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The ‘Chic’ in Ugly Chic - STYLECIRCLE

The ‘Chic’ in Ugly Chic

Some of fashion’s most exciting designs today would have once been deemed ugly, unappealing, or even laughable. But in 2022, ugly style is something that draws in a wide range of people, particularly Gen-Z audiences
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GRAPHIC DESIGNER: TINA YU

COPY EDITORS: TAITE KRUEGER, EISHVINDER GILL

“Ugly is attractive, ugly is exciting. Maybe because it is newer.”

Miuccia Prada

Miuccia Prada’s words define large parts of the fashion industry even today. 

Some of fashion’s most exciting designs today would have once been deemed ugly, unappealing, or even laughable. But in 2022, ugly style is something that draws in a wide range of people, particularly Gen-Z audiences. Mismatched colours and textures, maximalist accessories, juxtapositions that don’t ‘go’ with each other, and exaggerated silhouettes are in, and they’re not going anywhere. 

Take, for instance, TikTok’s obsession with ‘90s Japanese Fashion. The ‘weird girl’ aesthetic hones in on ideas of hyper-individualism and embraces maximalist styles reminiscent of images from Japan’s FRUiTS magazine series. Candy necklaces, clashing colours, chunky and kitschy jewelry, unconventional layering, and other such elements are associated with this aesthetic.

Turning to the runway, Prada’s collections in particular veer away from the time’s fashion trends. “They were either terribly pretty or pretty terrible […],” says Laird Borrelli-Persson about Prada’s Fall 1996 collection, which featured layered tights and stack-heel Mary Janes. Prada’s S/S 1996 collection used colours that hadn’t been in style since the ‘70s, such as dull greens, browns, and deep purples, and blended eccentric patterns with ‘nerdy’ silhouettes. From the layered-socks-and-shoes combination from Spring 2016 Menswear, to styling white underwear under a black sheer dress for Spring 2019, Prada’s pieces have almost always generated controversies within the industry.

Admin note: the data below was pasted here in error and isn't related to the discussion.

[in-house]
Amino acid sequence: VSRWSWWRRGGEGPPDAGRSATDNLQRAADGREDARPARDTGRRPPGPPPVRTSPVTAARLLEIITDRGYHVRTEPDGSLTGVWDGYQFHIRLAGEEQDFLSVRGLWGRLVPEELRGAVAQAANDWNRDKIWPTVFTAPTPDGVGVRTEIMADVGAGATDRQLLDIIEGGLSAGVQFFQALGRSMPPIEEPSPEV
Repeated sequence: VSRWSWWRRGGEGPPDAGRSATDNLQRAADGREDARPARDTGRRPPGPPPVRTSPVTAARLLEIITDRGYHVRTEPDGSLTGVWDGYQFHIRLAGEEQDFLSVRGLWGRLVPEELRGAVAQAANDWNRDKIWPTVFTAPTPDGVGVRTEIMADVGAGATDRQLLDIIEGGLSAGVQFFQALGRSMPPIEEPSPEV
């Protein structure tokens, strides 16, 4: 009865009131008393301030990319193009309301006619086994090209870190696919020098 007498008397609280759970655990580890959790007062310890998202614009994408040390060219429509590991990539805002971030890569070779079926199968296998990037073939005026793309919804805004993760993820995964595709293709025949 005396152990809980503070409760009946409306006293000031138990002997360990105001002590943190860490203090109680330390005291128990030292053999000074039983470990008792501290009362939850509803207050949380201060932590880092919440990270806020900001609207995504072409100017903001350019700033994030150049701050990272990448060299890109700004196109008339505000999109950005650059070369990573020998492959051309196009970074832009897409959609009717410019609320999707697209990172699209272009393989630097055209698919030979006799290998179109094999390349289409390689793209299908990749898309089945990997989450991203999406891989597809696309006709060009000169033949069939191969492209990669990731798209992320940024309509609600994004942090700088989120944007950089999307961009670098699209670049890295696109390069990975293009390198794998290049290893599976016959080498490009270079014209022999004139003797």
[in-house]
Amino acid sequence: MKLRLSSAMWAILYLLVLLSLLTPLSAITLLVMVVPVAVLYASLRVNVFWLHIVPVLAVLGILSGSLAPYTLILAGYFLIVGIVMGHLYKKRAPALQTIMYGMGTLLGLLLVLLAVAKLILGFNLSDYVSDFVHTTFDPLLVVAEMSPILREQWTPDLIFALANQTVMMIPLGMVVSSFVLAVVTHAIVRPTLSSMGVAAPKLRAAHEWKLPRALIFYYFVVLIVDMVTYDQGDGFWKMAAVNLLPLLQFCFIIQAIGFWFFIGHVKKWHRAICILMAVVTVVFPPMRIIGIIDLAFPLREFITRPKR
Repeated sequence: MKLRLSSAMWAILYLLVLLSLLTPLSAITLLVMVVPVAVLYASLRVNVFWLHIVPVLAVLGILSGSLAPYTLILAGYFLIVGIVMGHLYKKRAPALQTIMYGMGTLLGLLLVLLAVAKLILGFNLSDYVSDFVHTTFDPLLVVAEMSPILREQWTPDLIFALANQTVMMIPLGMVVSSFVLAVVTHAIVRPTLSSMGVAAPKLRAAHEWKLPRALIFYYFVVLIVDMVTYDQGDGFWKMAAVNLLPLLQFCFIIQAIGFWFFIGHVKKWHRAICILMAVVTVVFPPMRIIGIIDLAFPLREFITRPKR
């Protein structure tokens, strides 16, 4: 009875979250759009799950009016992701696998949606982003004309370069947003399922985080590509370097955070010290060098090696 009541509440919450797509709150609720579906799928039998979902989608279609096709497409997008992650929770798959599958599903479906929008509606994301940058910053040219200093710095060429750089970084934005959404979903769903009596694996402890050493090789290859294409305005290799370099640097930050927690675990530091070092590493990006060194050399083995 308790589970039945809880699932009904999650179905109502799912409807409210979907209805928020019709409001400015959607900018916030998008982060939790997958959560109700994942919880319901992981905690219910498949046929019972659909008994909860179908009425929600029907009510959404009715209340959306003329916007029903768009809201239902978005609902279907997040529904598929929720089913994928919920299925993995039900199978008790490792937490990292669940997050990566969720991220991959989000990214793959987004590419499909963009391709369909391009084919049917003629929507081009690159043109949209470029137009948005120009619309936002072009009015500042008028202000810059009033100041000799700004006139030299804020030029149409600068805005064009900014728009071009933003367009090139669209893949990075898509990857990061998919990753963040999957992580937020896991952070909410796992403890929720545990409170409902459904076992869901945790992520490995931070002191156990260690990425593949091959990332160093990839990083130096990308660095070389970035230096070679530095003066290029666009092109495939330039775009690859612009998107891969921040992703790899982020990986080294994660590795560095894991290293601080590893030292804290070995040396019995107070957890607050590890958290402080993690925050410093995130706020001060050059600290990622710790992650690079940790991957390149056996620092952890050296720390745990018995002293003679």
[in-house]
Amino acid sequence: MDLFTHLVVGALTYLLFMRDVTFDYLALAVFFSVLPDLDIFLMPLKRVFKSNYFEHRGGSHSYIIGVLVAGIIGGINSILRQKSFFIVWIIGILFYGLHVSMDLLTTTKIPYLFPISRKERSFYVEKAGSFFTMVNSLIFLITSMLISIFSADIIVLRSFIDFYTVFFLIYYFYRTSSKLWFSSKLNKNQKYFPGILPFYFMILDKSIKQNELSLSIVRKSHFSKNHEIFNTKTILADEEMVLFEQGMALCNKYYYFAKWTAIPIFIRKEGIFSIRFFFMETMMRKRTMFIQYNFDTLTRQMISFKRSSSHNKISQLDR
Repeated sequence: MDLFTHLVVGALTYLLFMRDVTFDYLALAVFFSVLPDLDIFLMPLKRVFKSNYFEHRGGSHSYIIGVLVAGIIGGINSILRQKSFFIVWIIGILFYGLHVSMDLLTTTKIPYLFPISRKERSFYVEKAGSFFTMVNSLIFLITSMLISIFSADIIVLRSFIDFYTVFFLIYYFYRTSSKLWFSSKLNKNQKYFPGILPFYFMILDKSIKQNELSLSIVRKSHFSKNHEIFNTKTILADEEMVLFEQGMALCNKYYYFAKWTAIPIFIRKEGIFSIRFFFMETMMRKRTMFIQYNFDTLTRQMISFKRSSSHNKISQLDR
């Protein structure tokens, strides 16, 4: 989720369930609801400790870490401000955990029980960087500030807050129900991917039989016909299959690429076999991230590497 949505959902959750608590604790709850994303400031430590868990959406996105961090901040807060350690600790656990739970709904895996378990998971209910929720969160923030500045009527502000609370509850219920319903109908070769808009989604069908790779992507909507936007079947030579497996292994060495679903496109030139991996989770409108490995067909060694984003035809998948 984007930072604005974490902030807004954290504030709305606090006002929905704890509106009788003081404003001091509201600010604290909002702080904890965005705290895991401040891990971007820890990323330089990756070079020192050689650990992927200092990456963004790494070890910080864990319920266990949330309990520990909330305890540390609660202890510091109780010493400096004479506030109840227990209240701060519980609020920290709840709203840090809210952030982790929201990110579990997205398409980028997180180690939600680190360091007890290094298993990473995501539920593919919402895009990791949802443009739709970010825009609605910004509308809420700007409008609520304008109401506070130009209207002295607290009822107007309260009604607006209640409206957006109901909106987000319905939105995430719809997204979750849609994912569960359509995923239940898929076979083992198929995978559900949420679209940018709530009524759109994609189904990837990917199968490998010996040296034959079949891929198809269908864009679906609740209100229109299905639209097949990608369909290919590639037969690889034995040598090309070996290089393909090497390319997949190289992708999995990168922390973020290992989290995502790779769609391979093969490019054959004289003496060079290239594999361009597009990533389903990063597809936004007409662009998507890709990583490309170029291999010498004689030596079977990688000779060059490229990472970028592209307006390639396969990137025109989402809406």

In the ready-to-wear industry, brands like Balenciaga and Y/Project are notoriously famous for their ugly pieces, which range from platform Crocs and sock sneakers to exaggerated jean lengths and three-collared sweaters.

It’s almost impossible to argue that the cult following for ugly clothing doesn’t come from the desire to be extraordinary. Ugly chic style is objectively ugly, but incredibly chic. It’s ridiculed, yet subversive. It’s associated with luxury and high fashion. And it’s certainly not predictable. 

There’s something else, too, something deeply psychological. Our style and the pieces we own are inherently connected to our emotions and our personalities. To own, and wear something that’s considered ‘ugly’, is ultimately a way of reflecting your style, expressing your own confidence, and bringing yourself joy. 

Some of it may even come from nostalgia for the mid-to-late 2000s, where celebrities on the red carpet would often wear mismatched or ‘ugly’ pieces, outfitting themselves solely based on what they liked, and what reflected their style.

But what happens to ugly chic clothing when everyone thinks it’s appealing? 

Well, an ‘ugly’ outfit is chic only because the designer, stylist, or individual wearing it likes it. And it’s ‘ugly’ because it sets itself apart from the traditional fashion industry. As a result, there can’t be a wrong way to do ugly chic, as these definitions change from person to person. 

Perceiving ‘ugly’ clothing as stylish or cool doesn’t erase its true core: it allows people to experiment with fashion without being concerned with trends.